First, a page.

As an interesting side note, everyone used to believe in genetic imprinting. But then the consensus was that it was all hogwash. But, now, it turns out that some parts of it were true all along. As you might imagine, the story is a bit more complicated than that, but this is a good reason why you should always rely on only the most up-to-date science textbooks from your local library.

Aside from the changes your parents’ behavior made to the DNA they passed on to you, once you’re in possession of that DNA, your own behavior can cause epigenetic modifications as well. What does this mean? It means that while you might have a certain metabolic response to a food when you’re a kid, you might have a very different response when you’re an adult. 

Even more interesting, not only can your body’s response to food be influenced by these epigenetic changes, but your epigenetics can also be influenced by what you eat.

Gut Microbiota

Finally, one of the more active areas of research right now is the extremely complex interaction between the thousands of microbes in the human gut and their impact on human health. 

Everything from metabolic rate to auto-immune diseases and cancer risks are thought to have some link to what types of bacteria are present in your gut. There are so many different strains of bacteria living in your gut, each with its own genetics (and epigenetics), that the possible interactions are nearly infinite.

Further complicating this is the fact that the type and relative amounts of these bacteria that you have in your gut (technically called anenterotype) are changing all of the time. They can be influenced by what you eat, medicines you take, illnesses you get, and even where you live. And every time we think we’re close to understanding how to classify these things, new information surfaces to show that we still have a long way to go.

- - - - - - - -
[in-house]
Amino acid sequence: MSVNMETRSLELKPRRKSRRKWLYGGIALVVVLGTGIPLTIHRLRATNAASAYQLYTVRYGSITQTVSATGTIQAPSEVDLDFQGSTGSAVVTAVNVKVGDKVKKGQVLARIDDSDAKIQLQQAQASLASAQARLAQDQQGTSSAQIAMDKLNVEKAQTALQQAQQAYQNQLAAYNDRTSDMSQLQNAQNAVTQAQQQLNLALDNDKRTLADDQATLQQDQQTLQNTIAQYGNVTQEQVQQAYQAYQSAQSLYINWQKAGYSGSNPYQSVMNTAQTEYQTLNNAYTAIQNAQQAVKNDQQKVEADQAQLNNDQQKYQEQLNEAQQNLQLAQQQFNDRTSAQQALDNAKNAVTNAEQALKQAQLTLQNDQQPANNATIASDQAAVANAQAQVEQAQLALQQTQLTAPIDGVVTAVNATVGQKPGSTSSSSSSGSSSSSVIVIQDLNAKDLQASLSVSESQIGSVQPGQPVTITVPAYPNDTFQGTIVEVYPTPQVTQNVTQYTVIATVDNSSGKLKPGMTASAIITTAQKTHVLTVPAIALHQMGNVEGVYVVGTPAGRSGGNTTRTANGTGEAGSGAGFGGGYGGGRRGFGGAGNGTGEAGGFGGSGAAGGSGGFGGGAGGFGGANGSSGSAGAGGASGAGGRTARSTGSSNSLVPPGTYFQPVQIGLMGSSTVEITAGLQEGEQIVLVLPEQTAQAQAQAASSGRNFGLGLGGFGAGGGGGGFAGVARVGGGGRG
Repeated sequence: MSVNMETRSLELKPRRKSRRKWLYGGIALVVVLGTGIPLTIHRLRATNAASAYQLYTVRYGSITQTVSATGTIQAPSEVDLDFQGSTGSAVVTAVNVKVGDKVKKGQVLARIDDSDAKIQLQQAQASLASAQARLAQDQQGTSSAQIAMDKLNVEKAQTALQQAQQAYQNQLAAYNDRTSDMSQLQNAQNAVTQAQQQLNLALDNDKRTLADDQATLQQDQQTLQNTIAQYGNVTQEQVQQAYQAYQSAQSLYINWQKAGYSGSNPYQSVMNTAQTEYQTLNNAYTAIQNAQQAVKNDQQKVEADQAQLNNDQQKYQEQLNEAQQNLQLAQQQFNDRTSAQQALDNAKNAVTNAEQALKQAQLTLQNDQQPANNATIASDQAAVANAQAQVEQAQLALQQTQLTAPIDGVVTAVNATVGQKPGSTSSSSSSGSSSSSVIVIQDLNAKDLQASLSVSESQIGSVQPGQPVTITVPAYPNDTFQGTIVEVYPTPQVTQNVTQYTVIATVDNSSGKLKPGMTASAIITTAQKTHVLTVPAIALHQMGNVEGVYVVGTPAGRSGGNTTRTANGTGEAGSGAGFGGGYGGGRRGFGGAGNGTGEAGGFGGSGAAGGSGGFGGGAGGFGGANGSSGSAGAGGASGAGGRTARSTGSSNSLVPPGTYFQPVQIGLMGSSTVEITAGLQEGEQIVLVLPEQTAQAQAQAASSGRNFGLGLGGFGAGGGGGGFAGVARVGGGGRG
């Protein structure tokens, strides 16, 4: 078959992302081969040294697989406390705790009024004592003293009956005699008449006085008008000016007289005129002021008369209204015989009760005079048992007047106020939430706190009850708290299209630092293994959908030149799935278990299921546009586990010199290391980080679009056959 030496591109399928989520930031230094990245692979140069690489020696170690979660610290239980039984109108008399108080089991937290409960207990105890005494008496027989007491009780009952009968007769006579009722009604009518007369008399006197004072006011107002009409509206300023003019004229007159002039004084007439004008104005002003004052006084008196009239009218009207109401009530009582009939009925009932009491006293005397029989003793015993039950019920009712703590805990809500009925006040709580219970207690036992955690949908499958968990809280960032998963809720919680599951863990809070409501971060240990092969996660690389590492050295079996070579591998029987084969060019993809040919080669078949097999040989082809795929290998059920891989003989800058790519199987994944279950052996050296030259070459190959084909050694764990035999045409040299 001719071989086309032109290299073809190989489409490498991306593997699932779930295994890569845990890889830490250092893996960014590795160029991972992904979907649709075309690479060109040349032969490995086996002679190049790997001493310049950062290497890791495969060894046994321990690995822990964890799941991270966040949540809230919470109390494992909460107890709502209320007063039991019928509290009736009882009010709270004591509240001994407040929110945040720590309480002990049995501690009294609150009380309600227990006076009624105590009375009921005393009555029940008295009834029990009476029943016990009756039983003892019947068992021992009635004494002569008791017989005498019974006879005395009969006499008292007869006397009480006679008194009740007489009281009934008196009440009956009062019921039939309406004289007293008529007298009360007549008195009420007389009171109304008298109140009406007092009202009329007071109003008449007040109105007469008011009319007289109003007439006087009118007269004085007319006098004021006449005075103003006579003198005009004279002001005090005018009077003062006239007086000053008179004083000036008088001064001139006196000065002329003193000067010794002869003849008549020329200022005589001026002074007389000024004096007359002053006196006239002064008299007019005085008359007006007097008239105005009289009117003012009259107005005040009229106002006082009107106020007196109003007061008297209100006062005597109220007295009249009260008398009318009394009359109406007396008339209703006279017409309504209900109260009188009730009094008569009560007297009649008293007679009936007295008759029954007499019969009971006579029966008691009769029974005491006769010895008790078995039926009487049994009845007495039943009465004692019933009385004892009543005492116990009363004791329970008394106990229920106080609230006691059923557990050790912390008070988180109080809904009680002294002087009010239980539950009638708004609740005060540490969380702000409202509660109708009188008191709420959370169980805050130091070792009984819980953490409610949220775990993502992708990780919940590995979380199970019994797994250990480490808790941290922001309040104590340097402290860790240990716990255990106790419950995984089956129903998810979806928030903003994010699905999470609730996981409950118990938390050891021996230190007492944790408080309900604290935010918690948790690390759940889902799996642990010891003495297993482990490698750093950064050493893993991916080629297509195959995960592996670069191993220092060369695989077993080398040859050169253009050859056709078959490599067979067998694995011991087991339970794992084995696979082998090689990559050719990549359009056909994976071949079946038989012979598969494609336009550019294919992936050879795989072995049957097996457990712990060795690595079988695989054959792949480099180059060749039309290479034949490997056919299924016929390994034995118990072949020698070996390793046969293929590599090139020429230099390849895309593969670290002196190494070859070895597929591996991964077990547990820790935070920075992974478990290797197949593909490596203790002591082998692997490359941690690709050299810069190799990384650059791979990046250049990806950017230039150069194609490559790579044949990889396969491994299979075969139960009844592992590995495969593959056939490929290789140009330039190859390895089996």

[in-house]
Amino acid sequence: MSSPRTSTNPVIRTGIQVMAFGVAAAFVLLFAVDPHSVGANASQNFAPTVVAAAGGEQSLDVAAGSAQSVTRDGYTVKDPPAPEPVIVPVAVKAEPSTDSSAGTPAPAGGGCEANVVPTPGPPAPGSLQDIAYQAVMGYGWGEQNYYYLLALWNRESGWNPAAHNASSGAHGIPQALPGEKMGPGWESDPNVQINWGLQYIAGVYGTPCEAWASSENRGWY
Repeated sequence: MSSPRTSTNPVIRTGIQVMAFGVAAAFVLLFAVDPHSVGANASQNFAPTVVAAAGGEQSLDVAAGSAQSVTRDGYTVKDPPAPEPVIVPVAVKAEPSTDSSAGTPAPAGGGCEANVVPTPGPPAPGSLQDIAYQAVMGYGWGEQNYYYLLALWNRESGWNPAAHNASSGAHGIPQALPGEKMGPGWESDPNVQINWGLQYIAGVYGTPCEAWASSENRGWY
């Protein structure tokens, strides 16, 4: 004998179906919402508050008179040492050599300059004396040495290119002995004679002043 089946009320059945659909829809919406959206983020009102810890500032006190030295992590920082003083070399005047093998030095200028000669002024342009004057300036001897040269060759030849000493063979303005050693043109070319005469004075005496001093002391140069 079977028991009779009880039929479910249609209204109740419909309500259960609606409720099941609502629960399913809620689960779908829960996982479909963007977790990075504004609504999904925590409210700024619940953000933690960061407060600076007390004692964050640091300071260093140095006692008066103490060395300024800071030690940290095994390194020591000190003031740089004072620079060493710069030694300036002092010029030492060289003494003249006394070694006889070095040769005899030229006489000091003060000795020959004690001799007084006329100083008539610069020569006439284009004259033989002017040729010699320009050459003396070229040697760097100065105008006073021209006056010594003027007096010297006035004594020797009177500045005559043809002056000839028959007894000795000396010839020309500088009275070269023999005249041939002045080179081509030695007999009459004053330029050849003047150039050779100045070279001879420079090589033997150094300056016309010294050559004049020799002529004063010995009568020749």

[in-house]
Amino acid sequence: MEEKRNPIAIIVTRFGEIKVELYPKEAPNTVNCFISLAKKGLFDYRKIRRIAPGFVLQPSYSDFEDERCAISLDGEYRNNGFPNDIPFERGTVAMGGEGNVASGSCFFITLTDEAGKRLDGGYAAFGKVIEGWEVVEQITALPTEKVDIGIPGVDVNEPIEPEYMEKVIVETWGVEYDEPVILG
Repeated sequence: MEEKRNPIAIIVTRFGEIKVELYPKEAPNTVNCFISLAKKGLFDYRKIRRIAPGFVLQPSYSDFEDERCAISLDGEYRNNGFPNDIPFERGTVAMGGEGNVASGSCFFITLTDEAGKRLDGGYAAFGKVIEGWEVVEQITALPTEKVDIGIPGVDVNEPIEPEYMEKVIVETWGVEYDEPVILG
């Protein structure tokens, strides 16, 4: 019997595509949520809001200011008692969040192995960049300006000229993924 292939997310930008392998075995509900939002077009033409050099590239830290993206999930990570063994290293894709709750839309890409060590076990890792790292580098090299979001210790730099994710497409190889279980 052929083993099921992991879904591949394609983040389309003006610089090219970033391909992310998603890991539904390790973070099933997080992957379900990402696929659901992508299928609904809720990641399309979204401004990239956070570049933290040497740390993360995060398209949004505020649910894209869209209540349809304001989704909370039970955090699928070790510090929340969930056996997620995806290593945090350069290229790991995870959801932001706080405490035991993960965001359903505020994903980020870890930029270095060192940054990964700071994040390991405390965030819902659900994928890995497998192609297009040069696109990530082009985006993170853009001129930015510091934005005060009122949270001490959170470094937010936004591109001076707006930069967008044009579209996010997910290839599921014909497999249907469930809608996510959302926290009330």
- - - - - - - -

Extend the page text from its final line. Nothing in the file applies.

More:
So What Should I Eat?

So where does that leave poor, hapless parents trying to figure out what to feed their kids and themselves? Honestly, with 5 kids, if my wife and I happen to find a single meal that everyone will eat without complaint, we call that a small miracle.

However, here are some thoughts to consider:

  • As Nutrition Diva has been saying all along, there is no one diet that is going to work for everyone.

  • That diet that made you feel great when you were in your early 20s living in Hawaii may not work so great for you now that you’re in your 40s and living in New York.

  • The best diet for you might just be the one that makes you feel the healthiest, regardless of what other people think about it.

  • Er, standard disclaimer: I’m probably supposed to tell you to talk to your doctor, your mother, your school principal, and anyone else in a competent position of authority before changing your diet.

If you liked today’s episode, you can become a fan of Everyday Einstein on Facebook or follow me on Twitter, where I’m @QDTeinstein. If you have a question that you’d like to see on a future episode, send me an email at everydayeinstein@quickanddirtytips.com.


Mediterranean plate image, eyeliam at Flickr. CC BY 2.0.